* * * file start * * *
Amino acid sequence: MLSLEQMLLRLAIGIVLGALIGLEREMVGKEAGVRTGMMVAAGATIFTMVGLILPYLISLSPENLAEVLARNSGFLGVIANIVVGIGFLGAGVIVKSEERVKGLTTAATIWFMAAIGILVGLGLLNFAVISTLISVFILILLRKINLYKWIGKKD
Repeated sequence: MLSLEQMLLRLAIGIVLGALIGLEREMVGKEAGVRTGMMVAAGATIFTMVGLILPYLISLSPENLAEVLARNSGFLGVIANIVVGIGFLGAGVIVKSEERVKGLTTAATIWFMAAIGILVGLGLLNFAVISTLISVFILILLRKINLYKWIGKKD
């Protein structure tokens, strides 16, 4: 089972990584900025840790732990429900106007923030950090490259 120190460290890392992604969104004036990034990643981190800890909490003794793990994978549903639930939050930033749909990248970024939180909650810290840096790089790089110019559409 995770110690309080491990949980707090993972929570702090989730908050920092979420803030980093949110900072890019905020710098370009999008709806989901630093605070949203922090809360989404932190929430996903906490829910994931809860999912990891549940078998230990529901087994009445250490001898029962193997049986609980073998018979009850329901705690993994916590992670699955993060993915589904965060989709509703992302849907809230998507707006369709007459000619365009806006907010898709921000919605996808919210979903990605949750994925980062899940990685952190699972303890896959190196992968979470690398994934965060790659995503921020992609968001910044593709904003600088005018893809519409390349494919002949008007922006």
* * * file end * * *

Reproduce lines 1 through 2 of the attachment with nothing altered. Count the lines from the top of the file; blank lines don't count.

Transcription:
Amino acid sequence: MLSLEQMLLRLAIGIVLGALIGLEREMVGKEAGVRTGMMVAAGATIFTMVGLILPYLISLSPENLAEVLARNSGFLGVIANIVVGIGFLGAGVIVKSEERVKGLTTAATIWFMAAIGILVGLGLLNFAVISTLISVFILILLRKINLYKWIGKKD
Repeated sequence: MLSLEQMLLRLAIGIVLGALIGLEREMVGKEAGVRTGMMVAAGATIFTMVGLILPYLISLSPENLAEVLARNSGFLGVIANIVVGIGFLGAGVIVKSEERVKGLTTAATIWFMAAIGILVGLGLLNFAVISTLISVFILILLRKINLYKWIGKKD